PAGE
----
He weeps, and tears flow down his cheeks.
He looks around him turns to left and right,
And calls out to his servant Goluban:
"Goluban, my dear and faithful servant,
Dismount at once from your white horse
And take my lady in your strong white arms
And carry her into the narrow tower.
I free you before God from your grave oath.
Do not ride out to fight at Kosovo
But stay with her inside the castle tower."
When Goluban has heard his master's words
He weeps, and tears flow down his cheeks;
As ordered he dismounts from his white horse
And lifts the lady up in his white arms
And carries her into the castle tower.
But yet his heart torments him: he must go
And ride to battle on the Blackbirds' Field.
Turning back at once to his white horse
He mounts and rides to level Kosovo.
As in the east the morning brightly dawns
Two black ravens fly to Krushevats
From Kosovo, that wide and level plain,
And land upon the narrow castle tower,
The castle tower of Lazarus the Tsar.
The first bird caws, the second starts to talk:
"Is this the tower of Glorious Lazarus,
Or is there no one home in this white castle?"
Only Lady Militsa is there to hear,
And she alone walks out before the tower.
Thus she speaks and asks the two black birds:
"Ravens! in the name of God Almighty
Tell me where you come from this bright morning.
Could it be you come from Kosovo?
Have you seen two mighty armies there?
And did those armies join in furious combat?
Great black birds: which army won the battle?"
Then the ravens answered, both together:
'In the name of God, Tsaritsa Militsa,
We come today from level Kosovo,
And we have seen two mighty armies there;
Those armies met in battle yesterday
And both the Tsar and Sultan have been slain.
Among the Turks some few are left alive,
But fewer still among the Serbs yet breathe,
And all of them have cruel bleeding wounds."
Even as the ravens speak those words
The Servant Milutin comes riding up:
His own right arm he bears in his left hand;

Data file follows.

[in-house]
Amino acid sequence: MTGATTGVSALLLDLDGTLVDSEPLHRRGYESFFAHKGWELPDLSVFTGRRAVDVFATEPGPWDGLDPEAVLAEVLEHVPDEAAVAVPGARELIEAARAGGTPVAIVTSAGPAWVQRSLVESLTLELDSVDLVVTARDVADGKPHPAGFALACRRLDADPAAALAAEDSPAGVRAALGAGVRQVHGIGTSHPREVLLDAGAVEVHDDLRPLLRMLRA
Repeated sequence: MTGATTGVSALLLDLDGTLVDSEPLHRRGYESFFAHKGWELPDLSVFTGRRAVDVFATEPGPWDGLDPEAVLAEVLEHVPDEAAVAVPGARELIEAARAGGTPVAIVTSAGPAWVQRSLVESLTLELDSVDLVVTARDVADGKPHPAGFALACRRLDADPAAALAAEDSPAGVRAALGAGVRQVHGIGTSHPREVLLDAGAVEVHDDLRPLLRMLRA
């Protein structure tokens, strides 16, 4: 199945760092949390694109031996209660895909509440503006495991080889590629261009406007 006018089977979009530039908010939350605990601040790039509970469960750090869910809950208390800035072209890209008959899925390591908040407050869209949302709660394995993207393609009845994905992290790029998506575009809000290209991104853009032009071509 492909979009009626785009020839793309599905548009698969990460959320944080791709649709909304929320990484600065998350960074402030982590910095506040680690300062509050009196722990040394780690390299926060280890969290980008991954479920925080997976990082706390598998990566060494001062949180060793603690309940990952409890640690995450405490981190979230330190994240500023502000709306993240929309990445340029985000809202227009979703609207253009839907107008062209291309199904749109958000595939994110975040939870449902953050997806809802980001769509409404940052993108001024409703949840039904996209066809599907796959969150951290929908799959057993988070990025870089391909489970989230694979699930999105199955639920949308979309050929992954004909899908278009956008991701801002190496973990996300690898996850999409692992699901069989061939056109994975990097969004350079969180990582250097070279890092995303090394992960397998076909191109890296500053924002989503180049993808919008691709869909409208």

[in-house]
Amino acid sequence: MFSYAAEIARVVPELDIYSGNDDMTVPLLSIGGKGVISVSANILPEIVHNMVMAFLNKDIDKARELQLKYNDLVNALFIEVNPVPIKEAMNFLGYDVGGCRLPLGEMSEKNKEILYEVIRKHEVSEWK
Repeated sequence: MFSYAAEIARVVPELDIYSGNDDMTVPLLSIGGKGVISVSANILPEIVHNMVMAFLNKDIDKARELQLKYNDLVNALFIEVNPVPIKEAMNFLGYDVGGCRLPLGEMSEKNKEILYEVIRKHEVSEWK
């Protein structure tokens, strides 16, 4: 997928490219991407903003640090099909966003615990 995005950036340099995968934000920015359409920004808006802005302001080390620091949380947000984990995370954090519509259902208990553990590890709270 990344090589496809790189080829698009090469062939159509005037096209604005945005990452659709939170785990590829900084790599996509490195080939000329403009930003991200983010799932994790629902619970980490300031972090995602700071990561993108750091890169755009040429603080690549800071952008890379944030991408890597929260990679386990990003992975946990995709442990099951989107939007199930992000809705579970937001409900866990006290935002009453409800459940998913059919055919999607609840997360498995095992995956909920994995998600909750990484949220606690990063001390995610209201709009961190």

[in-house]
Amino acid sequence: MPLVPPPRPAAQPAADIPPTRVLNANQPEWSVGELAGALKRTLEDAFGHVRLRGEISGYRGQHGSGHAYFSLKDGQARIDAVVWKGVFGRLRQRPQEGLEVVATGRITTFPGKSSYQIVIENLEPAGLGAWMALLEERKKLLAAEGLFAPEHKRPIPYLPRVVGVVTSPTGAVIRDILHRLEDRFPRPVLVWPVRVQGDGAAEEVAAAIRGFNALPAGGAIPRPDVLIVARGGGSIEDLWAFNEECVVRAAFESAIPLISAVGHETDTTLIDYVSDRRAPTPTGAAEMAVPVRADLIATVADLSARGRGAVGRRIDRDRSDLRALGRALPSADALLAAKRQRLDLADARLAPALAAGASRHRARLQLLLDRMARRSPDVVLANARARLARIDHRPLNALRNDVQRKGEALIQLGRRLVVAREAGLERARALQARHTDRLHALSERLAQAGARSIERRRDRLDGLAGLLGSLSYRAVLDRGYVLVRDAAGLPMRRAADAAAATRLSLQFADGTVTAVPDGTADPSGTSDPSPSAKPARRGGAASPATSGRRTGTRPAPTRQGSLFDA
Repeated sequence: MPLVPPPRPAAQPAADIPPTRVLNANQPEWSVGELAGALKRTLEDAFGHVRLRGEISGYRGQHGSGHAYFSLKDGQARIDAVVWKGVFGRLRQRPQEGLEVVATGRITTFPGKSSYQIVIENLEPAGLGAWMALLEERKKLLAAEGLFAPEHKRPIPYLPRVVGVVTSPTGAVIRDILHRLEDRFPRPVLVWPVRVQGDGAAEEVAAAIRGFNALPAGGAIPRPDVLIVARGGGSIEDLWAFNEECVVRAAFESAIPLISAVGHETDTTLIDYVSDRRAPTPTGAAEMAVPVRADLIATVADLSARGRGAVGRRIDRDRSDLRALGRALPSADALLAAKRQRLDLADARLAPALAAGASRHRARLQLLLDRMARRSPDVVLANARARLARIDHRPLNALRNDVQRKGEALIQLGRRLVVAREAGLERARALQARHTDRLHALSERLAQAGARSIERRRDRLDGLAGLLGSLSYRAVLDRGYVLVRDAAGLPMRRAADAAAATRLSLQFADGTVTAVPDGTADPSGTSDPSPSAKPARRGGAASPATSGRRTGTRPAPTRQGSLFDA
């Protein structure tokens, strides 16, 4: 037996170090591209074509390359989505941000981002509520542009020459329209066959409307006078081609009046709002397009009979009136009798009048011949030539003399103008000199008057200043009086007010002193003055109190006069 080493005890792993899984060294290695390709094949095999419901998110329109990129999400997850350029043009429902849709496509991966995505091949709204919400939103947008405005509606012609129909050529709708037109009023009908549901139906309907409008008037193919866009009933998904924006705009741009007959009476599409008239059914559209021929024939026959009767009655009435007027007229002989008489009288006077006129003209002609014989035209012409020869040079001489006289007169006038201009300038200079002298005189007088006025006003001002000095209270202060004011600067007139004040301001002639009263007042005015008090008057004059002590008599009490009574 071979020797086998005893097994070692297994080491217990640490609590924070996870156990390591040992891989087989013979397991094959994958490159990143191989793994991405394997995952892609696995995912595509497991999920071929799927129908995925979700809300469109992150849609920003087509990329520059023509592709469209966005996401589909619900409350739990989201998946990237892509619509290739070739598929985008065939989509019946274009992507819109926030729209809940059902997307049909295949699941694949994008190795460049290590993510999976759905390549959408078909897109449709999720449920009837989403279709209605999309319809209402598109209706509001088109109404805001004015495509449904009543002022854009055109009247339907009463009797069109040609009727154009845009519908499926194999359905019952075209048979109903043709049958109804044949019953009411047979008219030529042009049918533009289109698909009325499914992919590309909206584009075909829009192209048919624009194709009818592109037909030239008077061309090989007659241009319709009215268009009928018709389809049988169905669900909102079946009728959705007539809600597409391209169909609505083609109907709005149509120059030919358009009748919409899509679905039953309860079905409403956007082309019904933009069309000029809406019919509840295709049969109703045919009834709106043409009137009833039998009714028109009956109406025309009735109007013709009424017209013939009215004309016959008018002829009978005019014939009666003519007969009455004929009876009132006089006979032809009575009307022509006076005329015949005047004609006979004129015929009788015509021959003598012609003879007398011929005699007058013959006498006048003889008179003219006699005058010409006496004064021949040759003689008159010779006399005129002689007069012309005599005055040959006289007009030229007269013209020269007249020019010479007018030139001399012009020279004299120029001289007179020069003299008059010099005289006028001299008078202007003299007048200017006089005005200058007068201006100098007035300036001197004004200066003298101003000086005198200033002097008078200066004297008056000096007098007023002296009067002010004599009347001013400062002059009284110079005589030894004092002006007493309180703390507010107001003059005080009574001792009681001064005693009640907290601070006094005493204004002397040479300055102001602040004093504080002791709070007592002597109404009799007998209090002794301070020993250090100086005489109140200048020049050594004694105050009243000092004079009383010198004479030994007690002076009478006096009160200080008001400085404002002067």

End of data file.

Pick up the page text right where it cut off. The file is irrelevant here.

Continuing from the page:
Bleeding from his seventeen grave wounds,
He reins his sweating blood-drenched war-horse in.
Lady Militsa thus questions him:
"What happened to you Servant Milutin?
Did you abandon Lazar on the field?"
And Servant Milutin replies to her:
"Help me down, dear lady, from my horse,
And bathe with cool water all my wounds;
Quench my thirst with red reviving wine;
These evil wounds will be the end of me."
The Lady Militsa takes him gently down
And bathes his wounds with cool water there,
And gives him dark red wine to quench his thirst.
When she has thus attended to his needs
She questions him again & softly asks:
"What happened, Milutin, at Kosovo?
The noble Tsar & old Yug Bogdan- dead?
The Yugovichi, nine of them, all dead?
Vuk Brankovich and great Lord Milosh- dead?
And Strahinya the Ban beside them all?"
The wounded servant answers her and says:
"All remain, my lady, on the field
Where the glorious Tsar has bravely perished.
There are many broken lances there
Belonging both to Turks and noble Serbs-
But many more of ours have broken, Lady,
Than the Turks' defending Lazarus,
Fighting for our glorious Lord and Master.
And old Yug Bogdan, Lady, lost his life
At the beginning, in the dawn attack
Along with his eight sons, the Yugovichi,
Where brother fought by brother to the end
As long as he could strike and cut;
But Boshko Yugovich remains there still,
His cross-emblazoned banner waving high,
Where he chases Turks in frightened herds
As a hunting falcon chases doves.
And Strahinya died too where blood rose to the knees
While Milosh, Lady, lost his noble life
Fighting near the river Sitnitsa
Where many dying Turks lie all around.
But Milosh killed the Turkish Sultan, Murad,
And slaughtered many Turkish soldiers with him.
May God Almighty bless the one who bore him!
He leaves immortal fame to all the Serbs
To be forever told in song and story
As long as Kosovo and human kind endure.
But ask me nothing of Vuk Brankovich!
May the one who gave him birth be damned!
Cursed be his tribe and his posterity,
For he betrayed the Tsar at Kosovo,
And led away twelve thousand men, my Lady,
Led his knights away with him from Kosovo."